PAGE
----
She will explore public perceptions, including individuals’ connections to their community and their trust in various officials, as well as communication by and about RAS facilities, including media coverage, marketing materials and public meetings.
She’ll seek to identify and address potential barriers to siting aquaculture facilities, including sense of place, trust and perceived naturalness.
“Greater understanding of the dynamics between aquaculture entrepreneurs and local residents and officials can enhance Sea Grant’s ability to promote a strong U.S. aquaculture sector,” said Rickard. “In particular, as land-based recirculating aquaculture systems are increasingly proposed to raise finfish in Maine, research is needed not just to inform technical and biological decision-making, but also to guide best practices for understanding, documenting and responding to community concerns about proposed sites, practices and facilities.”
Rickard will be joined by Bridie McGreavy of UMaine and Branden Johnson of Decision Research. Partners include Maine Sea Grant and California Sea Grant.
Through Maine Sea Grant, Jeff Auger of Mook Sea Farm was awarded $76,868 to develop an innovative ocean-bottom cage and hauling technology for commercial shellfish growers.
“As shellfish growers, we are well aware of the challenges facing shellfish aquaculturists in Maine and elsewhere,” Auger said.
“The cage we propose to develop would address production challenges, such as biofouling [accumulation of microorganisms, plants and algae] and species diversification. The new cage design would also address increasing social opposition to aquaculture gear that changes boat access and impacts people’s water view.”
The team includes William Mook and Meredith White of Mook Sea Farm. Maine Sea Grant is a partner.
Through Maine Sea Grant, UMaine alum Marissa McMahan of Manomet, Inc. was awarded $65,172 to examine the viability of quahog and oyster cultivation in Maine.
Quahog aquaculture is a potential diversification strategy for shellfish harvesters who’ve been impacted by historically low soft-shell clam landings as well as for oyster farmers looking to hedge against a rapidly increasing supply of oysters in Maine and across the Northeast.
Quahog aquaculture isn’t yet commonly practiced in Maine. But it’s a lucrative and growing industry in Massachusetts, with a value estimated at $1.36 million in 2016, according to the Massachusetts Division of Marine Fisheries.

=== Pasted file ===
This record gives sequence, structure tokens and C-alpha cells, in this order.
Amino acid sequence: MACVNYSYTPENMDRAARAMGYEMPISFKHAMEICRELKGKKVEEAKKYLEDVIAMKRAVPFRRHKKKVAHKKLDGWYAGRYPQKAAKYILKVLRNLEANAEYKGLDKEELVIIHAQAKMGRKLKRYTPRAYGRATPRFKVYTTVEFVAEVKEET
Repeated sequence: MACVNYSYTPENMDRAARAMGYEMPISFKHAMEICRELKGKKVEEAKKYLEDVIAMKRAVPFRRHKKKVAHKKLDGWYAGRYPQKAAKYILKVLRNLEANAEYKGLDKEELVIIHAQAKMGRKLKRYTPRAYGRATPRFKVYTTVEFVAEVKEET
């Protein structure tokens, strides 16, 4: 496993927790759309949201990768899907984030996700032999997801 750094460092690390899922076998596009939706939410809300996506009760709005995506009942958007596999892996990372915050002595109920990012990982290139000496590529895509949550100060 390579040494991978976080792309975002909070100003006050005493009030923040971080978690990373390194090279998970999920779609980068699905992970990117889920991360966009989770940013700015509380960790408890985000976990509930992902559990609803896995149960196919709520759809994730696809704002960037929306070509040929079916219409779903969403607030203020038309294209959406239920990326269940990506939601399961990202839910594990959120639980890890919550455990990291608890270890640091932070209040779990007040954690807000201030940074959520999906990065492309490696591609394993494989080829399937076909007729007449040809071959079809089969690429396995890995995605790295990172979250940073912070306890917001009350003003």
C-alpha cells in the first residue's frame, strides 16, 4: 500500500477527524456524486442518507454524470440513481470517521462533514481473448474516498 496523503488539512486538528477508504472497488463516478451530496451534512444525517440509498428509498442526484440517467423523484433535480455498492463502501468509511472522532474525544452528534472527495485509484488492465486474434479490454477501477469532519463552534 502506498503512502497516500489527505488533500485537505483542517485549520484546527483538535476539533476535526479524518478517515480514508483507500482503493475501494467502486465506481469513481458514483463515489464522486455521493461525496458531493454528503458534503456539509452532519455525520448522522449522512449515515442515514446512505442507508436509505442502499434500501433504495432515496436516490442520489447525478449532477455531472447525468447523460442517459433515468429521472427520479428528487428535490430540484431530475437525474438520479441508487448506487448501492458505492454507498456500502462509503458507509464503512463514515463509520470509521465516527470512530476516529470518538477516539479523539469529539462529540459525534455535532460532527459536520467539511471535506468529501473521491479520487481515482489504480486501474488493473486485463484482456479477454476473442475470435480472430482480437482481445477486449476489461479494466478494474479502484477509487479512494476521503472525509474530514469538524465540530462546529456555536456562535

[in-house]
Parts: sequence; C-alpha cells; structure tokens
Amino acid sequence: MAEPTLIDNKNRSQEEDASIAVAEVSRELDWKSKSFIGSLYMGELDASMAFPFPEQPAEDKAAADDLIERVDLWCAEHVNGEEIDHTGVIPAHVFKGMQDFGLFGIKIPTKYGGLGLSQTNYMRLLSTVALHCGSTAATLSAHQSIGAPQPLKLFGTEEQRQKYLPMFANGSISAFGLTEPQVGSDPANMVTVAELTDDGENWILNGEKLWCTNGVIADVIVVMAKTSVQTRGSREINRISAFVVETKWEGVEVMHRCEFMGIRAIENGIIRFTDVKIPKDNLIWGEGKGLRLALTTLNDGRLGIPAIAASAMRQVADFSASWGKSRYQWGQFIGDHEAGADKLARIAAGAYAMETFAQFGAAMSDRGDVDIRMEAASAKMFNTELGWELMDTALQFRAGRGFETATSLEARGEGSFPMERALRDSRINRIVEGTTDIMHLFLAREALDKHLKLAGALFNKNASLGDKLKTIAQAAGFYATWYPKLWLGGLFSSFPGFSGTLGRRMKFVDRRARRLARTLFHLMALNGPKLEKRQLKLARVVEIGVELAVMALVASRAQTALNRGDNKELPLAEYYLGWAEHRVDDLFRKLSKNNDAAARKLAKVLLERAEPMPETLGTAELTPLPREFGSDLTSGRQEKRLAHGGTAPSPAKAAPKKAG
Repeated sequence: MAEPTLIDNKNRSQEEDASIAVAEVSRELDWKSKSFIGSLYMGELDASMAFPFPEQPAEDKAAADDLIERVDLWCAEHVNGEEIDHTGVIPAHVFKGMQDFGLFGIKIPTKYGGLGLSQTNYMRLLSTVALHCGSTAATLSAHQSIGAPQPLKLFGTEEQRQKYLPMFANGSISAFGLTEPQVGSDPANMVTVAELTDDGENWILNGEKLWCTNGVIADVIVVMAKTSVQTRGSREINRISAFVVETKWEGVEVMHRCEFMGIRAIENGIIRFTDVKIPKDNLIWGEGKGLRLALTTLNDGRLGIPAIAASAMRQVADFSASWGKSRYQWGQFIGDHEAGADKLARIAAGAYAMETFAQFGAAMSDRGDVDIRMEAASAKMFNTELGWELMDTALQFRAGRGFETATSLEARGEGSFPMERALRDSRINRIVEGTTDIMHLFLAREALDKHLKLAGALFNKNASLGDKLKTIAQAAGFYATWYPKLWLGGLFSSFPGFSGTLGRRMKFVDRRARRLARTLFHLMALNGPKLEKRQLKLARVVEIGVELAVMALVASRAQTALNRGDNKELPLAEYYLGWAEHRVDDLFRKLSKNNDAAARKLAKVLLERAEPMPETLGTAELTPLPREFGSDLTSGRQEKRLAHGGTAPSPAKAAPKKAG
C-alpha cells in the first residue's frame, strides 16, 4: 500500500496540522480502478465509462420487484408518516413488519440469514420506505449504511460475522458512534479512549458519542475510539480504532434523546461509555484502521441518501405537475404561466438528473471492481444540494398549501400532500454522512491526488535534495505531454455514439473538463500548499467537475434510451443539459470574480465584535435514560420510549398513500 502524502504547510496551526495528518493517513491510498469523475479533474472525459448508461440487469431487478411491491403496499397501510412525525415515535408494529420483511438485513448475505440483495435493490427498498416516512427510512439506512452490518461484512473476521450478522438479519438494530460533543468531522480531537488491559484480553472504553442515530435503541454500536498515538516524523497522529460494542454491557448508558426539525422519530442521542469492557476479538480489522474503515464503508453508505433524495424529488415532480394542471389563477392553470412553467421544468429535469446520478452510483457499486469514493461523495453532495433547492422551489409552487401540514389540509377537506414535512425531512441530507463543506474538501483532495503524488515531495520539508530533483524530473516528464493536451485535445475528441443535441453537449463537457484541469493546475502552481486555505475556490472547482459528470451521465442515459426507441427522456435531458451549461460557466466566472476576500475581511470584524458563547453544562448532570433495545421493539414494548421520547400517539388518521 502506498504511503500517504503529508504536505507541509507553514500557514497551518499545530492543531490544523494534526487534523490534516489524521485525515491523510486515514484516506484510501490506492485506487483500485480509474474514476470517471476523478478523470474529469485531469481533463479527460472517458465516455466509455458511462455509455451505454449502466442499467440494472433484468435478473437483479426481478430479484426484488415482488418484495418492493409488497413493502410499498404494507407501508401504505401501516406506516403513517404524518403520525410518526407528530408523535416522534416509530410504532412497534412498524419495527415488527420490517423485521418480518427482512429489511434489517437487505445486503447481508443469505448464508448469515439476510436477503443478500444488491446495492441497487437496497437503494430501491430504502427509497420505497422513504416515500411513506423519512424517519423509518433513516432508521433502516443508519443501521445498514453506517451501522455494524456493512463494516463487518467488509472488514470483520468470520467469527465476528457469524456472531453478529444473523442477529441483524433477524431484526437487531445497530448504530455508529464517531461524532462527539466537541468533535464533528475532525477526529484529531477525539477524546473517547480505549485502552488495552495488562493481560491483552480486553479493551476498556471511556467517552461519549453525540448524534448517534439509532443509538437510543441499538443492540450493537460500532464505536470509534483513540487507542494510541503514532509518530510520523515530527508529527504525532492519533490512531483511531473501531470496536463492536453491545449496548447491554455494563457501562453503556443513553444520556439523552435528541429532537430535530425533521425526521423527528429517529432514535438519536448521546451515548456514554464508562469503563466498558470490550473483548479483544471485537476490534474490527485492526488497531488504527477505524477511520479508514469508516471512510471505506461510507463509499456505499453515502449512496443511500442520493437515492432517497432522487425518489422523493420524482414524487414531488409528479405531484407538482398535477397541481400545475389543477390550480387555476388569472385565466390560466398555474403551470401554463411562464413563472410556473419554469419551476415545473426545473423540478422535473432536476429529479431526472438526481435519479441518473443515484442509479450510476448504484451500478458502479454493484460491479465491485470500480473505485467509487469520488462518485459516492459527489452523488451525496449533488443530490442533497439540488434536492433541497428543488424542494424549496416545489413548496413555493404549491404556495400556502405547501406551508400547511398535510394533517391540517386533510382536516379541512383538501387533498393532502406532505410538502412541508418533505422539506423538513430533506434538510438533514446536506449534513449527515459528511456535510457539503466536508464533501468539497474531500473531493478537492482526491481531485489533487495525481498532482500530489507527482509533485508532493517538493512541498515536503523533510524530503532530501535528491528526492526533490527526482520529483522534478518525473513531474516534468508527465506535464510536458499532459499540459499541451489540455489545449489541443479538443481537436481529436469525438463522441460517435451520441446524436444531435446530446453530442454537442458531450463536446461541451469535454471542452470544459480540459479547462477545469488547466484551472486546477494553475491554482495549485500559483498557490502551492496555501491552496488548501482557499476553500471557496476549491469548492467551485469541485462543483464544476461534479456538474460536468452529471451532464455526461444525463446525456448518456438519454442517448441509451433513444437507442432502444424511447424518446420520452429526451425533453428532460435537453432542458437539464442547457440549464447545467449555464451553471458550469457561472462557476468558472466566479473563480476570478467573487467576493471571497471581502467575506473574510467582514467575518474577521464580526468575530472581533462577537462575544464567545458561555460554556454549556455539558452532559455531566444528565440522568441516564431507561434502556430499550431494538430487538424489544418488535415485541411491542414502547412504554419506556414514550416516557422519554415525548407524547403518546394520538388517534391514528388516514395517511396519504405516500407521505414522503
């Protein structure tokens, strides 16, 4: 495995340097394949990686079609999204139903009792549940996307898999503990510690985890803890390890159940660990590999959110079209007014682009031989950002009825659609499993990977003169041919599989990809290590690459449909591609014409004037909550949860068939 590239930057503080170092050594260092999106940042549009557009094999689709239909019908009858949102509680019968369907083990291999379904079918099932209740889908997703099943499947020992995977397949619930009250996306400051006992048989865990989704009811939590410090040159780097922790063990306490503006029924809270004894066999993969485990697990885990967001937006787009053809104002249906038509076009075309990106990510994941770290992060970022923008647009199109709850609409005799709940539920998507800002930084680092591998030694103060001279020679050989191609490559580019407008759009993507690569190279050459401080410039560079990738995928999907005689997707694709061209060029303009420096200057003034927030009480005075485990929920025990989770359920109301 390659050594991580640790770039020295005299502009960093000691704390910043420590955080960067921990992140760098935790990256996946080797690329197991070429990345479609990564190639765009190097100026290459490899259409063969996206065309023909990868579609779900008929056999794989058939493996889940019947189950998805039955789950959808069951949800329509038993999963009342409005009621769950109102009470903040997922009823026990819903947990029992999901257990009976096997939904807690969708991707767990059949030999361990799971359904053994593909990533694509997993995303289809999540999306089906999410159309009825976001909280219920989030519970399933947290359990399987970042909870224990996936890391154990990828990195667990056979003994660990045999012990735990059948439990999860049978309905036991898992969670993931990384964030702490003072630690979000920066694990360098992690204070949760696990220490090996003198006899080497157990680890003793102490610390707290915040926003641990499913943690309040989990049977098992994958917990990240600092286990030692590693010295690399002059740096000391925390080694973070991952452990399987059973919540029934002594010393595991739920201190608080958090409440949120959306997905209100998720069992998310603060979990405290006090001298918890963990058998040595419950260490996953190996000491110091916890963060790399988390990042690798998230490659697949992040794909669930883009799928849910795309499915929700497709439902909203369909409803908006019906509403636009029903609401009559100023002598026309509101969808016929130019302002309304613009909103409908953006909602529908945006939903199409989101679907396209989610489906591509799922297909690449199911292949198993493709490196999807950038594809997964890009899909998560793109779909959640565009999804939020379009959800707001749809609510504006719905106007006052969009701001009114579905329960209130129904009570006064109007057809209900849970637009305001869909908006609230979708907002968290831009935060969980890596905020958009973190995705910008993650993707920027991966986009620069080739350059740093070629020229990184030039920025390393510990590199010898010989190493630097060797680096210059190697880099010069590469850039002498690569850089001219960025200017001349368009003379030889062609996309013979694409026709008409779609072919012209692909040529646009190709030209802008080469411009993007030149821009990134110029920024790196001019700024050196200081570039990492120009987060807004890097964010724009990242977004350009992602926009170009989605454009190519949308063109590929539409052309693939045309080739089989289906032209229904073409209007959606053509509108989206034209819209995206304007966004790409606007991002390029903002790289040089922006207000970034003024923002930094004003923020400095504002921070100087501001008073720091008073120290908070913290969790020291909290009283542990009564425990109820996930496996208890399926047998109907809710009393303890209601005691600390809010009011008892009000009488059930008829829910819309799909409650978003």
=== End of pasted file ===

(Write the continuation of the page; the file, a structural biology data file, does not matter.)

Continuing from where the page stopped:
McMahan’s team includes Ethel Wilkerson of Manomet, Inc.; UMaine alum Caitlin Cleaver of FB Environmental and Jordan Kramer of Winnegance Oyster Farm. Maine Sea Grant is a partner.
Maine Sea Grant and Maine scientists also will collaborate on two other advanced collaborative projects — one led by Maryland Sea Grant and another led by Connecticut Sea Grant.
Yonathan Zohar of the University of Maryland Baltimore County is leading the $1,198,466 project to build capacity of land-based Atlantic salmon aquaculture in the U.S.
The recent exponential growth in established or planned land-based recirculating Atlantic salmon production is associated with more than $1 billion investment into the sector.
Zohar will establish a coordinated national effort to review and identify challenges and bottlenecks, and develop a road map and comprehensive strategic plan to address and overcome them.
Zydlewski will serve on the Sea Grant Leadership Team with Maryland Sea Grant director Frederika Moser and Wisconsin Sea Grant director James Hurley. Bouchard of UMaine, Brian Peterson of the USDA National Cold Water Marine Aquaculture Center, Chris Bartlett of Maine Sea Grant Extension, and Bill Keleher of Kennebec River Biosciences are Maine collaborators. Whole Oceans Maine Sustainable Salmon is a Maine-affiliated partner.
Anoushka Concepcion of Connecticut Sea Grant is leading the $1,085,131 project to nurture the growth of a domestic seaweed aquaculture industry by identifying and removing barriers and promoting opportunities.
Concepcion will form a National Sea Grant Seaweed Hub as a central clearinghouse for science-based, nonproprietary, practical resources related to seaweed aquaculture research and extension efforts. The hub will provide stakeholders with information to make better-informed decisions.
Jaclyn Robidoux of Maine Sea Grant is a collaborator and Maine Sea Grant is a partner.
Jonathan Pennock, director of the National Sea Grant College Program, said these 2019 investments will build on other Sea Grant and NOAA investments to address gaps in information, understanding and connectivity of science to industry.
“These investments are critical to advancing U.S. aquaculture in sustainable, thoughtful ways using the best science and talent across the country.”
The NOAA National Sea Grant Program release can be read here.
Contact: Gayle Zydlewski, firstname.lastname@example.org, 207.581.1435